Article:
but just like buying from the Snap-On man, at least you only cry once. Keep in mind the "stock" unmodified light is $70 on Amazon...

a UI I liked, and a proper low mode which was what was missing from my previous EDC light) but it lost its modes when using a RCR123A (everything but moonlight was "turbo" mode with the increased voltage of the RCR.) The V11R is infinitely variable output (sometimes you want dim, not bright) and with the mods that I had Vinh do, high is stupid bright and it's got the Nichia 219 high CRI emitter. It'll also run on a CR123A, RCR123A/ 16340, or with the extender tube an alkaline or NiMH AA cell (although high probably won't work out well on an alkaline) or 14500. With some minor machine shop work and another extender, it could theoretically run off of 16650s or 17670s as well.

that period, it's not that expensive at all.

I've got about $40 or so invested in a mini mag and LED conversion. Fits in my pocket, adjustable beam, and takes AA cells.
I'm not enough of a techie to know why that light is better. One cell? Adjustable light intensity?
. Christopher A. Young Learn about Jesus www.lds.org .
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On Friday, October 3, 2014 10:35:25 AM UTC-4, Stormin Mormon wrote:

To me it's a) the flexibility of using several different kinds of cells (so I have a fighting chance of finding *something* that it'll eat at a store if I end up caught out with a dead cell and no spares) b) the high-CRI, ~45 00K emitter for really accurate color rendering c) the availability of a re ally dim mode.
The last reason is why I retired my previous EDC light (a ~$30 Fenix E11, a really good light actually, I beat the crap out of it for several years an d then gave it to my girlfriend as she had no EDC at all) when I discovered that I could not use it to read a book by in a dark hospital room without having to shield it with my hand, as the lower of its two modes was still W AY too bright to not be offensive.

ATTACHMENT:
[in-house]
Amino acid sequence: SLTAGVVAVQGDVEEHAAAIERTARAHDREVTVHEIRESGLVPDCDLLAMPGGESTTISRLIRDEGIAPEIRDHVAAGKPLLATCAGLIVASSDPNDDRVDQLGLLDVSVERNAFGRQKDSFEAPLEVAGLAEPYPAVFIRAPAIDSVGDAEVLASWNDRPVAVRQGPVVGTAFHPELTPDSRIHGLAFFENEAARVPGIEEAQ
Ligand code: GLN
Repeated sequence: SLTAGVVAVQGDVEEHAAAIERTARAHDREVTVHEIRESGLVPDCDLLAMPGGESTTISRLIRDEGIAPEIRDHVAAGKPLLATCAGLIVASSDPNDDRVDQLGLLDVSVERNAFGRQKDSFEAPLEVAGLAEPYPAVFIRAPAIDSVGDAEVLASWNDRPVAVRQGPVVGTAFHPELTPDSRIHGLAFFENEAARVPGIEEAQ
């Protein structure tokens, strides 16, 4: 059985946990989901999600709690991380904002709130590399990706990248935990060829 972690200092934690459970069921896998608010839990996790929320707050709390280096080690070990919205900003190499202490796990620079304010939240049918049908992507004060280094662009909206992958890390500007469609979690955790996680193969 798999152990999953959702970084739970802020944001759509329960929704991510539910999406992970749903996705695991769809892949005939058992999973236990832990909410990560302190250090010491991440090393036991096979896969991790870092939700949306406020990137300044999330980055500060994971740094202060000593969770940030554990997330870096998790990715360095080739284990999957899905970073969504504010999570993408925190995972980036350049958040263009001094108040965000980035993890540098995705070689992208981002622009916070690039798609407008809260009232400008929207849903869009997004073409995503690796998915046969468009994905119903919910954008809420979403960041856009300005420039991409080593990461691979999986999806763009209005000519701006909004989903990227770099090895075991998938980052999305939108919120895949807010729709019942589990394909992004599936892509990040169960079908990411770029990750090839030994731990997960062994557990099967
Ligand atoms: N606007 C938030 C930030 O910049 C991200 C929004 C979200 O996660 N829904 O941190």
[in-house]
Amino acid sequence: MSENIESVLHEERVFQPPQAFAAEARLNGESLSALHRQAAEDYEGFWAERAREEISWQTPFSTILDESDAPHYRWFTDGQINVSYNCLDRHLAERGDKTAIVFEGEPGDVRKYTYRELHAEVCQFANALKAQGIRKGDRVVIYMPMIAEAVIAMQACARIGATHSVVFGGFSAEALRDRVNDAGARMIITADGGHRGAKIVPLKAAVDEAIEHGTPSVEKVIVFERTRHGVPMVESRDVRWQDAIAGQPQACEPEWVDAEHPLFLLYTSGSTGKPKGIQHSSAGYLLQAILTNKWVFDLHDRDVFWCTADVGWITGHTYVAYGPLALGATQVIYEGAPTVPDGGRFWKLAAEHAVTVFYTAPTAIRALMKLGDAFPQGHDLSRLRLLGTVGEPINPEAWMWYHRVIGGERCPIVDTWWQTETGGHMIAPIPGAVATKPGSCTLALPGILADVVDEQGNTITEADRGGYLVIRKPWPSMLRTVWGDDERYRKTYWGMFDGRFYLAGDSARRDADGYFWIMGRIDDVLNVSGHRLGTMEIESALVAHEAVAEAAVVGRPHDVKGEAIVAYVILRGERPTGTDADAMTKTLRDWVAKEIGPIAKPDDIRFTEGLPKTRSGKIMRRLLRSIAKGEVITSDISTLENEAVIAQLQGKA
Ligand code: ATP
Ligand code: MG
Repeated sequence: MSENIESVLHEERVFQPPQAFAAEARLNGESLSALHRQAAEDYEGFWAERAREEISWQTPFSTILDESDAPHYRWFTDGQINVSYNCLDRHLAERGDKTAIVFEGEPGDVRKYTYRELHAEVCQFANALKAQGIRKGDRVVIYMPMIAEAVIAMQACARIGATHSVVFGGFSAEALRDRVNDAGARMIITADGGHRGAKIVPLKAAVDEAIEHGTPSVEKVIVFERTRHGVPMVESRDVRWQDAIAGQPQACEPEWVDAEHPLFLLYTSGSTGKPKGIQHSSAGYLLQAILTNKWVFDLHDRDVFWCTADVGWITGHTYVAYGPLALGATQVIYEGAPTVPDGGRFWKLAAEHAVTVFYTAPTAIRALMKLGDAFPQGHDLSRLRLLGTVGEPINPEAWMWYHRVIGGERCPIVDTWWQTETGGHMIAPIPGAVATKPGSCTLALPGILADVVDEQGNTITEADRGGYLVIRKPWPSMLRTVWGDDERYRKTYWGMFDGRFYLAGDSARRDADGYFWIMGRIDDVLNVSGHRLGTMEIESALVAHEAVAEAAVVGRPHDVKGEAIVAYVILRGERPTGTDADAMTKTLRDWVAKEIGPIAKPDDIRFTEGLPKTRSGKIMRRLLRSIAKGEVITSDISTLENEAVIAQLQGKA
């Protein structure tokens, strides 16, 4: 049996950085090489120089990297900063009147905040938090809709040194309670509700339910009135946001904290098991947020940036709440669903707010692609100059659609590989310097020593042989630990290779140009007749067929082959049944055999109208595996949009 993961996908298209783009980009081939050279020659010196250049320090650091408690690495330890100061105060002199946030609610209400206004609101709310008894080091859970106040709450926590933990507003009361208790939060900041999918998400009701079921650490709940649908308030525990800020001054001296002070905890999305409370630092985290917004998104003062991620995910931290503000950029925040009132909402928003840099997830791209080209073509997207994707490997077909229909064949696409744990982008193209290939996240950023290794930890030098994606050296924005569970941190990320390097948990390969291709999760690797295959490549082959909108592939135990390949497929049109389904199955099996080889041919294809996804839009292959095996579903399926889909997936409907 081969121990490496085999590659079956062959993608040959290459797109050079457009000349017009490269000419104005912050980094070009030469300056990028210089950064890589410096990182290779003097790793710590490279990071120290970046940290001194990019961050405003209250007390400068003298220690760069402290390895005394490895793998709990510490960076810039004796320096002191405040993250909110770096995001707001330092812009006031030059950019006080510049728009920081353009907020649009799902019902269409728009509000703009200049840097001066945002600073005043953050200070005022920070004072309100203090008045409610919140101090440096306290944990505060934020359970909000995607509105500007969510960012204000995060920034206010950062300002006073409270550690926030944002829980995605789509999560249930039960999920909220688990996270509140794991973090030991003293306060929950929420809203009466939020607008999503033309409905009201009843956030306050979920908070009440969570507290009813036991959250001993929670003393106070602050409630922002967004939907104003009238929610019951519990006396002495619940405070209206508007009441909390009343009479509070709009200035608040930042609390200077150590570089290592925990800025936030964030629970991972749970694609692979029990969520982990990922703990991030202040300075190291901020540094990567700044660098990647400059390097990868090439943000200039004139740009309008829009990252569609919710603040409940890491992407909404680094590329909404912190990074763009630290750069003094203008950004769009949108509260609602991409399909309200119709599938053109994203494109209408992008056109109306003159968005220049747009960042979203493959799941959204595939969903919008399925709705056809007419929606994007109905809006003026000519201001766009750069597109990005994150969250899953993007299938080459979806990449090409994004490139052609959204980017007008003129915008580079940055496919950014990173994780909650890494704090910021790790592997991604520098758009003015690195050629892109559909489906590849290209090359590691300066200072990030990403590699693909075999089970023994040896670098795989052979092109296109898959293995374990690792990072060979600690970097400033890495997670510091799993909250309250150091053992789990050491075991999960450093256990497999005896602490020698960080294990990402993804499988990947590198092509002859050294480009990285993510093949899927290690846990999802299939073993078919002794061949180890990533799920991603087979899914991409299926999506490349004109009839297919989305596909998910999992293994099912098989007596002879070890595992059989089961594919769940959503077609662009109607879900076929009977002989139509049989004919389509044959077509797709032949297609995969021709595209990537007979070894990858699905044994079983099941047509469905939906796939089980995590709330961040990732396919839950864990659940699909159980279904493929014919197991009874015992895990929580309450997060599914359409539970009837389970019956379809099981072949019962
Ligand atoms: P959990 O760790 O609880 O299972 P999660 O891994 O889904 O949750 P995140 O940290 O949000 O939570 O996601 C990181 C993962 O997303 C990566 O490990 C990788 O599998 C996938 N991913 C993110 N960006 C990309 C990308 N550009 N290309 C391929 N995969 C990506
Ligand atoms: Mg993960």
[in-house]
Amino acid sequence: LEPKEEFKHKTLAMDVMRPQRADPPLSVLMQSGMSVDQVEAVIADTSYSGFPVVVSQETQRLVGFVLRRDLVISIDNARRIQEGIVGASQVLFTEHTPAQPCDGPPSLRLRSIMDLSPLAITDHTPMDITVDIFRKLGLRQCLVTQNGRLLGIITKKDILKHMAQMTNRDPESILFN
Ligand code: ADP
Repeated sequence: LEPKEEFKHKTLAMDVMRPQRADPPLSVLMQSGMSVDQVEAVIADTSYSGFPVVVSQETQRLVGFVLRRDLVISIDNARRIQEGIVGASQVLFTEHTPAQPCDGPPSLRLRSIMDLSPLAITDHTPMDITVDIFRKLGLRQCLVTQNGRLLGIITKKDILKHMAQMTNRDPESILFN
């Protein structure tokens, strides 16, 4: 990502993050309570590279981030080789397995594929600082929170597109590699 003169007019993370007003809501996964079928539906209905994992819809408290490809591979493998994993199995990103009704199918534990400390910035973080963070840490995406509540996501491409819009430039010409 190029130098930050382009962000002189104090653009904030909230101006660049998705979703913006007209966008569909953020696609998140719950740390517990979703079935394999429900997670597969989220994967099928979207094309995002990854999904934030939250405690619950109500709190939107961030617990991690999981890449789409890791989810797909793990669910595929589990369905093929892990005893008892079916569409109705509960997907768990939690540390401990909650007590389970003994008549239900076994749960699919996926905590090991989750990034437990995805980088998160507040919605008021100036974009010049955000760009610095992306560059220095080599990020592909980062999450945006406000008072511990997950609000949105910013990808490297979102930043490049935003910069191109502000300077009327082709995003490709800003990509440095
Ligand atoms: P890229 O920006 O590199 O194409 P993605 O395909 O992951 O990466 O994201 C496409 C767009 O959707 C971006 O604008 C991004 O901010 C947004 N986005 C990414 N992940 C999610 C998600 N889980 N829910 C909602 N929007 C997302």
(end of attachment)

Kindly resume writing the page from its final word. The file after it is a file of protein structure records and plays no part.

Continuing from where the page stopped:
Now for a work only light you probably don't need that capability, but in m y mind a proper EDC, always on your person light should.
If you're happy with your mini mag, more power to you - there's nothing fun damentally wrong with mags and if you look over at CPF people use them as b ases for all kinds of cool conversions as well.
nate
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On 10/3/2014 10:46 AM, N8N wrote:

chance of finding *something* that it'll eat at a store if I end up caught out with a dead cell and no spares) b) the high-CRI, ~4500K emitter for really accurate color rendering c) the availability of a really dim mode.

I beat the crap out of it for several years and then gave it to my girlfriend as she had no EDC at all) when I discovered that I could not use it to read a book by in a dark hospital room without having to shield it with my hand, as the lower of its two modes was still WAY too bright to not be offensive.

on your person light should.

and if you look over at CPF people use them as bases for all kinds of cool conversions as well.

I'll admit, not tried to read book with my mini mag. I can imagine that people have different needs, some folks need long distance to shoot coon out of a tree. All based on what you need.
Thanks for some good ideas. I've never had trouble finding AA cells.
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On Friday, October 3, 2014 11:19:13 AM UTC-4, Stormin Mormon wrote:

Yup, AAs are easy to find... UNTIL there's a panic about a snowstorm or so mething then they all disappear. CR123As on the other hand hold much more energy so most "high end" flashlights are designed around those, also while expensive they tend to last longer in the stores. But your local gun shop will probably sell you a 12 pack of Surefire CR123As for about what the tw o pack of Duracell ones cost in the drug store. And there are rechargeable cells available in both formats (Li-Ion 16340 for CR123A; NiMH aka Eneloop for AA)